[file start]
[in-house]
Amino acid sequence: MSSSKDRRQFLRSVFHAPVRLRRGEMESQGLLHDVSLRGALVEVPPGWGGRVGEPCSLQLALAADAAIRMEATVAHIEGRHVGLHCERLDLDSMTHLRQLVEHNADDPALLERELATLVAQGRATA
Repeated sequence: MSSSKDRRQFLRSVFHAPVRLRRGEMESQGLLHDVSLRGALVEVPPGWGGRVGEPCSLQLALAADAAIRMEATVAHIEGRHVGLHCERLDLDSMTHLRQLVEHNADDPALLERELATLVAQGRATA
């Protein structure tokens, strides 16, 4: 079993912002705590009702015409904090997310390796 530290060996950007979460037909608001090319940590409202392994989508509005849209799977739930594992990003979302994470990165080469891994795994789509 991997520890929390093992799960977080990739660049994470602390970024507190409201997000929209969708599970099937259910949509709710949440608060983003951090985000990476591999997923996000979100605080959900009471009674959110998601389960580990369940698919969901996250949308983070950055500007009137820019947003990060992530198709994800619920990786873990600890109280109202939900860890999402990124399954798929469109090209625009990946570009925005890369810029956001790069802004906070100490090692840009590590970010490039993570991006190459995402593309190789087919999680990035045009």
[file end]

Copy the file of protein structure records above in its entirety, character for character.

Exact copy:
[in-house]
Amino acid sequence: MSSSKDRRQFLRSVFHAPVRLRRGEMESQGLLHDVSLRGALVEVPPGWGGRVGEPCSLQLALAADAAIRMEATVAHIEGRHVGLHCERLDLDSMTHLRQLVEHNADDPALLERELATLVAQGRATA
Repeated sequence: MSSSKDRRQFLRSVFHAPVRLRRGEMESQGLLHDVSLRGALVEVPPGWGGRVGEPCSLQLALAADAAIRMEATVAHIEGRHVGLHCERLDLDSMTHLRQLVEHNADDPALLERELATLVAQGRATA
């Protein structure tokens, strides 16, 4: 079993912002705590009702015409904090997310390796 530290060996950007979460037909608001090319940590409202392994989508509005849209799977739930594992990003979302994470990165080469891994795994789509 991997520890929390093992799960977080990739660049994470602390970024507190409201997000929209969708599970099937259910949509709710949440608060983003951090985000990476591999997923996000979100605080959900009471009674959110998601389960580990369940698919969901996250949308983070950055500007009137820019947003990060992530198709994800619920990786873990600890109280109202939900860890999402990124399954798929469109090209625009990946570009925005890369810029956001790069802004906070100490090692840009590590970010490039993570991006190459995402593309190789087919999680990035045009």